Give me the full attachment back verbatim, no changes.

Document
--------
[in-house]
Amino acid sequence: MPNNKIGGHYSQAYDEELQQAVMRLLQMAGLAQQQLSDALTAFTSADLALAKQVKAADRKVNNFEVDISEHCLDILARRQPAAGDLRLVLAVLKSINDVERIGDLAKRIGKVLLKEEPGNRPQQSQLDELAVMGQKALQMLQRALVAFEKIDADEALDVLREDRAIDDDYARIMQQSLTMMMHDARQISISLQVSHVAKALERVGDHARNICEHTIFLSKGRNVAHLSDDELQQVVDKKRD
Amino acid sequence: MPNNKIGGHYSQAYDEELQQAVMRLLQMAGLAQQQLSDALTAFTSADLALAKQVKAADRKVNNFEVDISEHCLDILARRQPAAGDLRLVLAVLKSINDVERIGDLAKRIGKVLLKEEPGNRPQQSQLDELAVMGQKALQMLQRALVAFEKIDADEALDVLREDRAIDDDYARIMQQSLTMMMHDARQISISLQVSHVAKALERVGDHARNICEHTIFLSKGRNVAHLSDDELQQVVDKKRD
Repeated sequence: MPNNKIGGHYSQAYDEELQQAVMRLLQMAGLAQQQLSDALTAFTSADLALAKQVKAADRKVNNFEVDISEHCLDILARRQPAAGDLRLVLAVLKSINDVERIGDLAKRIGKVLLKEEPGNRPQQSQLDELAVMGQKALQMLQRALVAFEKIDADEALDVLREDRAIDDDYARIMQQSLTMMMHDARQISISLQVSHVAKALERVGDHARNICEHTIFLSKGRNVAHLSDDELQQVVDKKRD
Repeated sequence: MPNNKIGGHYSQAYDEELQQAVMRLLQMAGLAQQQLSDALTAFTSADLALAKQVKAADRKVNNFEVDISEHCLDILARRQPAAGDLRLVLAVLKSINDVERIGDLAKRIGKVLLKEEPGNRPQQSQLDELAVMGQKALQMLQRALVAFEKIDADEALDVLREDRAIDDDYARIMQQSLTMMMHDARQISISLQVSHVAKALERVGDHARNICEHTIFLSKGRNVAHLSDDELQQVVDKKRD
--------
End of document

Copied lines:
[in-house]
Amino acid sequence: MPNNKIGGHYSQAYDEELQQAVMRLLQMAGLAQQQLSDALTAFTSADLALAKQVKAADRKVNNFEVDISEHCLDILARRQPAAGDLRLVLAVLKSINDVERIGDLAKRIGKVLLKEEPGNRPQQSQLDELAVMGQKALQMLQRALVAFEKIDADEALDVLREDRAIDDDYARIMQQSLTMMMHDARQISISLQVSHVAKALERVGDHARNICEHTIFLSKGRNVAHLSDDELQQVVDKKRD
Amino acid sequence: MPNNKIGGHYSQAYDEELQQAVMRLLQMAGLAQQQLSDALTAFTSADLALAKQVKAADRKVNNFEVDISEHCLDILARRQPAAGDLRLVLAVLKSINDVERIGDLAKRIGKVLLKEEPGNRPQQSQLDELAVMGQKALQMLQRALVAFEKIDADEALDVLREDRAIDDDYARIMQQSLTMMMHDARQISISLQVSHVAKALERVGDHARNICEHTIFLSKGRNVAHLSDDELQQVVDKKRD
Repeated sequence: MPNNKIGGHYSQAYDEELQQAVMRLLQMAGLAQQQLSDALTAFTSADLALAKQVKAADRKVNNFEVDISEHCLDILARRQPAAGDLRLVLAVLKSINDVERIGDLAKRIGKVLLKEEPGNRPQQSQLDELAVMGQKALQMLQRALVAFEKIDADEALDVLREDRAIDDDYARIMQQSLTMMMHDARQISISLQVSHVAKALERVGDHARNICEHTIFLSKGRNVAHLSDDELQQVVDKKRD
Repeated sequence: MPNNKIGGHYSQAYDEELQQAVMRLLQMAGLAQQQLSDALTAFTSADLALAKQVKAADRKVNNFEVDISEHCLDILARRQPAAGDLRLVLAVLKSINDVERIGDLAKRIGKVLLKEEPGNRPQQSQLDELAVMGQKALQMLQRALVAFEKIDADEALDVLREDRAIDDDYARIMQQSLTMMMHDARQISISLQVSHVAKALERVGDHARNICEHTIFLSKGRNVAHLSDDELQQVVDKKRD